About a month ago, the UK Government’s Department of Energy and Climate Change delivered its energy white paper and 2020 renewables roadmap to the wide acceptance of the anaerobic digestion and biogas and recycling communities across the country. According to the report investment of more than £110 billion (CAD176 billion) is needed to build the equivalent of 20 large power stations and upgrade the electricity grid. Looking forward, electricity demand is set to double largely due to transport and heating being shifted onto the grid. In response to these challenges, the Government released a paper entitled ‘Planning our electric future: a White Paper for secure, affordable and low-carbon electricity.’ The White Paper outlines key measures to attract investment, reduce the impact on consumer bills, and create a secure mix of electricity sources including gas, new nuclear, renewables, and carbon capture and storage (CCS). “It is vital for the UK to meet its climate change goals and there is a lot of work for the Government and industry still to do to ensure that energy generation loses its reliance on fossil fuels,” said Lord Redesdale, chairman of the Anaerobic Digestion and Biogas Association (ABDA) and firm proponent of Government’s stance. “As the Renewables Obligation is phased out and replaced with the new FIT Contract for Difference, it is vital that renewable industries like AD are given as much certainty as possible.”
Redesdale went on to say, “Investors are already concerned about the effect of changes in policy, so Government needs to ensure that it gives consistent messages that reassure UK plc (public liability companies) that they are committed to support technologies like AD which deliver the best carbon and financial value in helping meet the UK’s Climate Change legal obligations and other strategic requirements.”
Key elements of the White Paper reform package include:
Lifetime Recycling Village1 Managing Director, Neil Gallacher stated, “This week’s UK Renewable Energy Roadmap takes an important step in the right direction and we are delighted to see a clear plan laid out for meeting our 2020 goal for 15 per cent energy consumption from renewables.”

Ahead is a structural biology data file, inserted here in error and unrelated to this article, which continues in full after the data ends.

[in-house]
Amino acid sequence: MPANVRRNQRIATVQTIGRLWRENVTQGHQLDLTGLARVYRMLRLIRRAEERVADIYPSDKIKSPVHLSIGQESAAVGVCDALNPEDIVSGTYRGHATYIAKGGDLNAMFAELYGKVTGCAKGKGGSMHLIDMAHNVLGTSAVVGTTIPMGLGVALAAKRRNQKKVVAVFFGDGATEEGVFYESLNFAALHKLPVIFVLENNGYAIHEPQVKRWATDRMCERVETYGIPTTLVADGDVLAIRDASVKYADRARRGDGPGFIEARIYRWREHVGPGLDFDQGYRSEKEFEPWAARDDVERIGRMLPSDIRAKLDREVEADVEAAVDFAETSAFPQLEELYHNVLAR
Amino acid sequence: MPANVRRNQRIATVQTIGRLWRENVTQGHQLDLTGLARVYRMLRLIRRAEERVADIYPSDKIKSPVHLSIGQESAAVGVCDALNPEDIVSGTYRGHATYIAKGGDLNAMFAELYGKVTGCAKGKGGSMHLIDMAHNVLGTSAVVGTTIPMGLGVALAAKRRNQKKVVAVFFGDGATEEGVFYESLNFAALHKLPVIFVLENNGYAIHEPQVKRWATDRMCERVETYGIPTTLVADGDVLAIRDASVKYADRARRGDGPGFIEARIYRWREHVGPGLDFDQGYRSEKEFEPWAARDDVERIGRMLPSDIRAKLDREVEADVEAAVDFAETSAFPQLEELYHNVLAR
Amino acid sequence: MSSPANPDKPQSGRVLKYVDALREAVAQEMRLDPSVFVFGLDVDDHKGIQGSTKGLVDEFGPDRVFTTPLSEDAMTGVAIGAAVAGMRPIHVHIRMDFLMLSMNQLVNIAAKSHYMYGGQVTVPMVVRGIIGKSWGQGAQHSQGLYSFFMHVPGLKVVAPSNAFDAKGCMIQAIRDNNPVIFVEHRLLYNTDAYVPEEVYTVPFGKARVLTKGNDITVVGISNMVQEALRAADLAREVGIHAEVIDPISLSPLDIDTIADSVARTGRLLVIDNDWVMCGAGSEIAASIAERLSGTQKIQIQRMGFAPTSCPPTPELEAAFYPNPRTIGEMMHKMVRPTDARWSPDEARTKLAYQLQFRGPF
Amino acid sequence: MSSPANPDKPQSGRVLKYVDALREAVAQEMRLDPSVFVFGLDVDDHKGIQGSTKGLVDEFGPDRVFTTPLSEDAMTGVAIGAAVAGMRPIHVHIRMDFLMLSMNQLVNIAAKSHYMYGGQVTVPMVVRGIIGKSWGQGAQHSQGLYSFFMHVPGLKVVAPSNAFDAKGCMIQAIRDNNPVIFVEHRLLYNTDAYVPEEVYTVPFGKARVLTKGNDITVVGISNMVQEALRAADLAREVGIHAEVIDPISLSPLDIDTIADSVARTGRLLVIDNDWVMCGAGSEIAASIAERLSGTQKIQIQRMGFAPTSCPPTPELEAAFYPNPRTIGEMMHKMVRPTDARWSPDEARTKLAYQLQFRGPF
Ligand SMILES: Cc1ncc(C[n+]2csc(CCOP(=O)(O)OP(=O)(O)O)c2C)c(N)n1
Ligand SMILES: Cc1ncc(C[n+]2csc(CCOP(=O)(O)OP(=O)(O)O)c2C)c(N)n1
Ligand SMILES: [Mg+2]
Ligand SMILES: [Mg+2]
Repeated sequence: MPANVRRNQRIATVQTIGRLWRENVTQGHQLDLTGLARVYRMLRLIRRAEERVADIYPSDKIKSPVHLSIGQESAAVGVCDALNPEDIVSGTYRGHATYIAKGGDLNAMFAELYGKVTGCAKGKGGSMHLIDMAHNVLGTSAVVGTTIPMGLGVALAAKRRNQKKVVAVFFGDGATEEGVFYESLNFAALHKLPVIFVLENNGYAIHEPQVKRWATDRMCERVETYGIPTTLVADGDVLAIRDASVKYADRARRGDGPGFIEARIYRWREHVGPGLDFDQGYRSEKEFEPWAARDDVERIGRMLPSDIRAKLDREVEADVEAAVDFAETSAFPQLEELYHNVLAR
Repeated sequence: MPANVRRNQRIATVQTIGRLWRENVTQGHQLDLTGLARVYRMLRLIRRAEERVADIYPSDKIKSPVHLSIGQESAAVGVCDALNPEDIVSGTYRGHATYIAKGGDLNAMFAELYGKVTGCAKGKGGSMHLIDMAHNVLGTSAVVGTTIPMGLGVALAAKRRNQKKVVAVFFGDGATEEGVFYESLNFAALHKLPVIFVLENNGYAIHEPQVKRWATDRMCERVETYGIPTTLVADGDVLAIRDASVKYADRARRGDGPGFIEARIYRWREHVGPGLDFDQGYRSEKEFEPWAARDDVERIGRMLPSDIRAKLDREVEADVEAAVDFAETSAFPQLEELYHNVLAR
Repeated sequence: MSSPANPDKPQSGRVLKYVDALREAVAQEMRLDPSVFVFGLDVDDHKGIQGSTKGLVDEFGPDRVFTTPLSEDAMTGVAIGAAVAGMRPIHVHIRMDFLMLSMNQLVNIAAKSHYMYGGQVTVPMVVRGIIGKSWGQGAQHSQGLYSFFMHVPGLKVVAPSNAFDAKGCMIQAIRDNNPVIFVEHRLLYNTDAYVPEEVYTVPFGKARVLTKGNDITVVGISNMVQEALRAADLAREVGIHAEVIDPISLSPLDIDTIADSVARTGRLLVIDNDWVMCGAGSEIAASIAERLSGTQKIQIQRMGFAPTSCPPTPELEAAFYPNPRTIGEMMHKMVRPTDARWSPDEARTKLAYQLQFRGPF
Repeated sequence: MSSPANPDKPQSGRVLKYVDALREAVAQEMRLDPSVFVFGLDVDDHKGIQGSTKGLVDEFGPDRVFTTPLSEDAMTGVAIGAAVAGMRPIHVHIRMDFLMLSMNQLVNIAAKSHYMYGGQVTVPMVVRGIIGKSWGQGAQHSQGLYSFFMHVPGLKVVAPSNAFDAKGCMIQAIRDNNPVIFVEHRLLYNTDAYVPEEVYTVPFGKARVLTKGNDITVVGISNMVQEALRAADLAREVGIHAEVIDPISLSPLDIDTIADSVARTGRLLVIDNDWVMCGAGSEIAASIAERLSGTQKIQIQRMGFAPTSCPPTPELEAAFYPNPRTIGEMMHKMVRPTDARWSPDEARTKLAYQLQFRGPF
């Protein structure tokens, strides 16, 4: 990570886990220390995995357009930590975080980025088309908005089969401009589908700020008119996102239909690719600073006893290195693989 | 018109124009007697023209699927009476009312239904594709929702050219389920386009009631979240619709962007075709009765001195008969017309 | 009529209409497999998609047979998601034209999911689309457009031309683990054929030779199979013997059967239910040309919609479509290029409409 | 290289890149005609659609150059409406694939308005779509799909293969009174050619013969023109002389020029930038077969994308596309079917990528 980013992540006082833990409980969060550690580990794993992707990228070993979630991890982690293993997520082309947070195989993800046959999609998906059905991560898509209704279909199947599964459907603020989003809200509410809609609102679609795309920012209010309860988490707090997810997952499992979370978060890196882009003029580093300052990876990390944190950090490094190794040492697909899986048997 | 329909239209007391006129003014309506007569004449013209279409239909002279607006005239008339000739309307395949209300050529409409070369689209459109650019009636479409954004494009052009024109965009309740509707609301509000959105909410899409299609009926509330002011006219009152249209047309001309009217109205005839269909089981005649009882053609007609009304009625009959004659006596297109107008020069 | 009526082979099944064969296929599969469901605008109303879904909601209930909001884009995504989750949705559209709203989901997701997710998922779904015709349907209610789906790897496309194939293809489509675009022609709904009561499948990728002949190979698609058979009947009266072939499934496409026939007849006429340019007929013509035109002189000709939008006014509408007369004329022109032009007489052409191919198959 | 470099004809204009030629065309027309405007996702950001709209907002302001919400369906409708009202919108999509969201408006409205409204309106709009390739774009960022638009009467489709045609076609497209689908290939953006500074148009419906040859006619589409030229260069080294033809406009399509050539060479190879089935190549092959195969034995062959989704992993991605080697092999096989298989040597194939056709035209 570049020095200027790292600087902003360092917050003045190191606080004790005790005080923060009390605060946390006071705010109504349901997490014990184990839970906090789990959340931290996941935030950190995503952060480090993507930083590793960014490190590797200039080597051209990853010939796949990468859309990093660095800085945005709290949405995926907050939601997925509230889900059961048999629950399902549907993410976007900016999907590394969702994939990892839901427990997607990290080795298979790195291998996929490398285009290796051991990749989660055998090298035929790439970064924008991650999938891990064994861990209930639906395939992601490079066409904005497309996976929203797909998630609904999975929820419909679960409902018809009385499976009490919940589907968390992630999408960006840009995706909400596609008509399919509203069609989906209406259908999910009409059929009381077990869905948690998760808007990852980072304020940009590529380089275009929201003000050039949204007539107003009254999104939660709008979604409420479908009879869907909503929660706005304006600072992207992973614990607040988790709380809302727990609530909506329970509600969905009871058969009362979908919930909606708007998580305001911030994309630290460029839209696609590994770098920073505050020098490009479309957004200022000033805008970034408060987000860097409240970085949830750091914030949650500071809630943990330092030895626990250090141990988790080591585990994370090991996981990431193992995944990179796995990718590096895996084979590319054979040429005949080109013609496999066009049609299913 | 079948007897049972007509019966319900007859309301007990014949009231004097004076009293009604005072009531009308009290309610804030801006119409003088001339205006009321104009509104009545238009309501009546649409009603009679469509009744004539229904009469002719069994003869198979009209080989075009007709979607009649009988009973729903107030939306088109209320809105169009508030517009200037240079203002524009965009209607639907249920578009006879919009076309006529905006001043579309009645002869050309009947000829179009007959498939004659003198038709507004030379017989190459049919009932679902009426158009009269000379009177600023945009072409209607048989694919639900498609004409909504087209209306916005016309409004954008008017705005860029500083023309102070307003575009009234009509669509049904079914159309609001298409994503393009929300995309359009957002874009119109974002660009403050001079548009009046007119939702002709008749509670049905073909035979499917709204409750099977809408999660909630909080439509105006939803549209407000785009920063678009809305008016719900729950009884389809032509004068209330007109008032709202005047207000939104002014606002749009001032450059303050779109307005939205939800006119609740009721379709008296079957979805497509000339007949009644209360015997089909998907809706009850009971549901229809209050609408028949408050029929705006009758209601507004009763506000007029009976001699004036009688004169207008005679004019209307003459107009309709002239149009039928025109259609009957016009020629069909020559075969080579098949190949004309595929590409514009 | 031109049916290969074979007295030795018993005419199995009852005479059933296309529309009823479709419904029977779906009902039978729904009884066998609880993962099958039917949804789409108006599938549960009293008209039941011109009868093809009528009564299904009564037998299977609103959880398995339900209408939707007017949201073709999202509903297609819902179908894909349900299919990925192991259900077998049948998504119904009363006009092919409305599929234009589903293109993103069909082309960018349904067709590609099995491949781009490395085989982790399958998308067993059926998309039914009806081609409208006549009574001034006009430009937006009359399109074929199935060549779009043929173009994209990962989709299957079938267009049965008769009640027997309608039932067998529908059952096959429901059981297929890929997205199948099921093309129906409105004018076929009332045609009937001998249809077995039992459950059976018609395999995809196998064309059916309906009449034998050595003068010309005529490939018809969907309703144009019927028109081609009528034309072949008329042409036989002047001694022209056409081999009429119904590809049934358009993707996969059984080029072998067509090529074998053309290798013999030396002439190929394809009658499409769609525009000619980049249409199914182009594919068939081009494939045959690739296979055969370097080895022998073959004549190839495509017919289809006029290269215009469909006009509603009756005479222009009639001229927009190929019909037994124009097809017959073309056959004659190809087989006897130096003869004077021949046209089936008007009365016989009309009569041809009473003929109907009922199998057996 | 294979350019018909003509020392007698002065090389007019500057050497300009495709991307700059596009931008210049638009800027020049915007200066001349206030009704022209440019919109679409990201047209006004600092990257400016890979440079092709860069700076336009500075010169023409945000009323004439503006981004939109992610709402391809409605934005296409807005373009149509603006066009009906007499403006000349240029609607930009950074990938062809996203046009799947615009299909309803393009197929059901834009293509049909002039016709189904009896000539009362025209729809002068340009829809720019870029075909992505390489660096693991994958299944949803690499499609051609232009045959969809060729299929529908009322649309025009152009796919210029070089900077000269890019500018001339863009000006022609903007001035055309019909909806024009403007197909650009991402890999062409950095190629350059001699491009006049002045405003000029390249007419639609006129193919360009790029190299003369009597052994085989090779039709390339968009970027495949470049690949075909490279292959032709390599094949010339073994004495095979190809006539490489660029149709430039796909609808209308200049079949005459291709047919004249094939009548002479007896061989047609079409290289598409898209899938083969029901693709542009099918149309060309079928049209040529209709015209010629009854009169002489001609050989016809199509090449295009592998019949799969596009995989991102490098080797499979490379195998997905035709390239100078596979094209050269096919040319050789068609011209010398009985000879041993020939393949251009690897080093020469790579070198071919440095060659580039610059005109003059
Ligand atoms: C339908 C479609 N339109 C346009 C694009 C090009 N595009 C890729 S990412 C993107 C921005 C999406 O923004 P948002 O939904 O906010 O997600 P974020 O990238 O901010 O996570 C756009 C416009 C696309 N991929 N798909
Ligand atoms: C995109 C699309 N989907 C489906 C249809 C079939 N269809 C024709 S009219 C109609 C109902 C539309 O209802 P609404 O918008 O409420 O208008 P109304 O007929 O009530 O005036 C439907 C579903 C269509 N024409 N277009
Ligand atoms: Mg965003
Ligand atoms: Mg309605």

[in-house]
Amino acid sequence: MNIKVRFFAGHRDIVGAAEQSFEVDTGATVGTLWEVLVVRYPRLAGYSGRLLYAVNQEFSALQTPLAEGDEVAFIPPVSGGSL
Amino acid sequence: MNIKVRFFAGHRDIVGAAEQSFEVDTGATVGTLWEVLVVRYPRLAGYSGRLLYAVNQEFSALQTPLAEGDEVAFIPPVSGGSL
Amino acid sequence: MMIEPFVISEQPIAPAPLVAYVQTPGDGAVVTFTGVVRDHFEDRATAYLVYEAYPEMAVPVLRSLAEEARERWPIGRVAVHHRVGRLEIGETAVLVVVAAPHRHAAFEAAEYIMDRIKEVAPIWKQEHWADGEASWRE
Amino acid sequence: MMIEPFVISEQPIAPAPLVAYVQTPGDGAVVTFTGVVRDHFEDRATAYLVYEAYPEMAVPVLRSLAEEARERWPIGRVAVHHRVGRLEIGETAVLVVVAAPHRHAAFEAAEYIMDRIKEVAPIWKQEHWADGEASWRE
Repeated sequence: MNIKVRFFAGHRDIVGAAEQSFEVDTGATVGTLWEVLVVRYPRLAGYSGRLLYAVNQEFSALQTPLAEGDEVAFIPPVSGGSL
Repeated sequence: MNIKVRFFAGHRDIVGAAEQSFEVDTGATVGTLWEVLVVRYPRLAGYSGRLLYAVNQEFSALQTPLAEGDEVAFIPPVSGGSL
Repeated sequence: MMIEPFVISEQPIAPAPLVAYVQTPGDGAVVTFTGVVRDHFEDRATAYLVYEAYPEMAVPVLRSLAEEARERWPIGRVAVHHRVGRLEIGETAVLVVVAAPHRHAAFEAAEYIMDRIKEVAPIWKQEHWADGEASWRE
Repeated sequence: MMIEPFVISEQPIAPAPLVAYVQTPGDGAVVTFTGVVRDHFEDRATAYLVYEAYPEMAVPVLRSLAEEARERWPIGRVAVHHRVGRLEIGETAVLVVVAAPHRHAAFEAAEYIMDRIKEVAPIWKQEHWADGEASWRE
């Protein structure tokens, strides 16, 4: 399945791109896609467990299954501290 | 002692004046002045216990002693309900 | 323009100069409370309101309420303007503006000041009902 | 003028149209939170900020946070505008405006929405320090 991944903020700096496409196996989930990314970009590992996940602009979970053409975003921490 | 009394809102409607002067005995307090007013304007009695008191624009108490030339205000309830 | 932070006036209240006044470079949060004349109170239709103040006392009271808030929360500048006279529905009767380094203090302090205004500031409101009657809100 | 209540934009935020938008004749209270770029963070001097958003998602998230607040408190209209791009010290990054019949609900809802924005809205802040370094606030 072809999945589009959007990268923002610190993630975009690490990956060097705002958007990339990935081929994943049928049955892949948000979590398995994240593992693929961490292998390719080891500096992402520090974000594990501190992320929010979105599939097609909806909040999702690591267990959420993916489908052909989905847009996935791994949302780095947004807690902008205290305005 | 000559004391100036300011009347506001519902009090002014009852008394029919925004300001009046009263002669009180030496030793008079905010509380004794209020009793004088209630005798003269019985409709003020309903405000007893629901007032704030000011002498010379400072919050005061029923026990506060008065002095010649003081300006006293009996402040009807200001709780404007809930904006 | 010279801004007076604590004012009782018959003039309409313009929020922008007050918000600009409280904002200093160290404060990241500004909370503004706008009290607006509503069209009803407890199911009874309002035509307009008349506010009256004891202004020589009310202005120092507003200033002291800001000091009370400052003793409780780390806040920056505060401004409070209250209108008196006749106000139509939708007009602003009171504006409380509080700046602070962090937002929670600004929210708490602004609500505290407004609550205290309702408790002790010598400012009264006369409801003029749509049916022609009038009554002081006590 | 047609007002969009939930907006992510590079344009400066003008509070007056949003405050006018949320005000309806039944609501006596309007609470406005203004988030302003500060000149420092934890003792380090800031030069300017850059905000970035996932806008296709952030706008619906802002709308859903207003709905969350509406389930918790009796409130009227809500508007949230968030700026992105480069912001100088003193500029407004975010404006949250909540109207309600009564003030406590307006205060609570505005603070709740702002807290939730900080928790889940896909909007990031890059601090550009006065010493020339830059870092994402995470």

At the grass-roots level, Soil Association Scotland announced, on August 16 2011, that it is running a skills development programme to help farmers and growers improve their business sustainability, cut GHG emissions, reduce agriculture’s carbon footprint, prepare for new pests and diseases, and increase resilience to climate change.
As governments look to attract investments in AD on massive scales, author and environmentalist Bill McKibben reminds us that creativity in producing energy is alive and well at all levels, including the developing world about which he says, “I’ve stood in many tiny farm huts where the wife showed me, with considerable pride, the cooking flame provided by a biogas digester buried in the yard – pretty much a concrete tank, where you shovel the manure from a water buffalo or a cow or two. As that decomposes, it gives off enough gas for a rice cooker and to heat the water for a shower. It can change lives.”2
1 Lifetime Recycling Village is committed to building a sustainable future for Scotland. Their goal is to reduce the tonnes of waste from landfills by recycling and remanufacturing as much as possible. Apart from new products and renewable energy, it creates jobs and attracts investment while meeting carbon reduction targets.
2 McKibben, Bill. EAARTH Making a Life on a Tough New Planet. New York, U.S.A. Times Books/Henry Holt and Company, 2010 p192